A Passionate IndieCade Keynote from Uncharted's Lead Designer

A couple of weeks ago at IndieCade, Naughty Dog's Richard Lemarchand, lead designer on the Uncharted series, gave the keynote address. That may seem like an odd fit for an "IndieCade" keynote—after all, video games don't get more "Big Budget" than Uncharted.


But Lemarchand is a longtime supporter of indie games and indie developers, and that passion shows throughout his keynote, which was posted to YouTube today. He covers a wide range of topics, from his beginnings and early influences, through some of his philosophies on the way humans experience things, through the production of the Uncharted games.

He points specifically to the sequence in Uncharted 2 in which protagonist Nathan Drake makes his way through a peaceful Napalese mountain village, and why calm, character-driven moments like it help make a game more effective. Those kinds of sequences turn up more frequently in Uncharted 3, which despite its occasional lapses into spammy dickishness, has even better, more-dynamic pacing than its predecessor.


Lemarchand's warmth and enthusiasm for games comes across time and again over the course of the talk, which clocks in at around an hour. It's great to see that the people making big-budget, AAA games can be just as passionate and thoughtful as the most scrappy garage indies.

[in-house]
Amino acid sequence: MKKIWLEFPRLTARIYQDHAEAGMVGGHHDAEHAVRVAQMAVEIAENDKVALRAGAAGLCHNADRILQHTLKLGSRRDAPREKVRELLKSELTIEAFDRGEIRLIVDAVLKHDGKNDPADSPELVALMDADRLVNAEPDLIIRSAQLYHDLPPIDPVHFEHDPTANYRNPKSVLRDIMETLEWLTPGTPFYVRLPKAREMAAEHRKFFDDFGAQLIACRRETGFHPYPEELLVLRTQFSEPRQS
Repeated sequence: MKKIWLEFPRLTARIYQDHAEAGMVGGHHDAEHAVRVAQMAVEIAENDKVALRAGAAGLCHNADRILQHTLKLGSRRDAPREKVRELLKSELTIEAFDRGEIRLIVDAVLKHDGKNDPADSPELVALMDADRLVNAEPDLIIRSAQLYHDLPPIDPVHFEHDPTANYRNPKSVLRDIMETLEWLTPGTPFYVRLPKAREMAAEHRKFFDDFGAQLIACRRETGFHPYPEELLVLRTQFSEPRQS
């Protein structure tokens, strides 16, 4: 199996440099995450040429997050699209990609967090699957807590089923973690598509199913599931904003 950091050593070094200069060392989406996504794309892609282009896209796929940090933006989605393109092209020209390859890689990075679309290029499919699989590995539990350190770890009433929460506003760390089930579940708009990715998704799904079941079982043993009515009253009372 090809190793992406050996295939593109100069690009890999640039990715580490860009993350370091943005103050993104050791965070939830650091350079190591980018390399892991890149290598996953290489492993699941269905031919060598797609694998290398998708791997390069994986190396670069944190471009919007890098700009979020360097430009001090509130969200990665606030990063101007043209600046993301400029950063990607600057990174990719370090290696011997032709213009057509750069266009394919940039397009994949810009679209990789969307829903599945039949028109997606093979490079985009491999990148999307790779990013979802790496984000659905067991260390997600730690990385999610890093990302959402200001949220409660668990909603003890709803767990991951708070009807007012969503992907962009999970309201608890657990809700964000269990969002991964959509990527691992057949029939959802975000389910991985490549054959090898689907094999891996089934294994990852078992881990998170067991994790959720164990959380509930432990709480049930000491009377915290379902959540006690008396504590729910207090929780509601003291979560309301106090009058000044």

You can contact Kirk Hamilton, the author of this post, at kirk@kotaku.com. You can also find him on Twitter, Facebook, and lurking around our #tips page.

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I have nothing against the Indie scene, but the guys involved are no more passionate than the ones working for Publishers. There's no reason to think that a lead designer or any role at a huge top tier company, can't be as passionate about games as an indie developer.

To get in these roles, it takes many, many 7 day weeks, 15 hour days and a good few years. Sometimes they are working on a dream game, but sometimes they may have the design duties for some shovelware, does this make them any less passionate? No, they suck it up and deliver the best that they can. Now that's professionalism, and that's passion.

I've worked on some pretty good games, but then some that some may call shitty, definitely in part due to the social aspects that the contained. But I put every effort in the delivery and execution, and wanted to see it be the best that it could be regardless of it not being that dream game.

The indie scene is no more passionate than the guys that make Spongebob or Skyrim.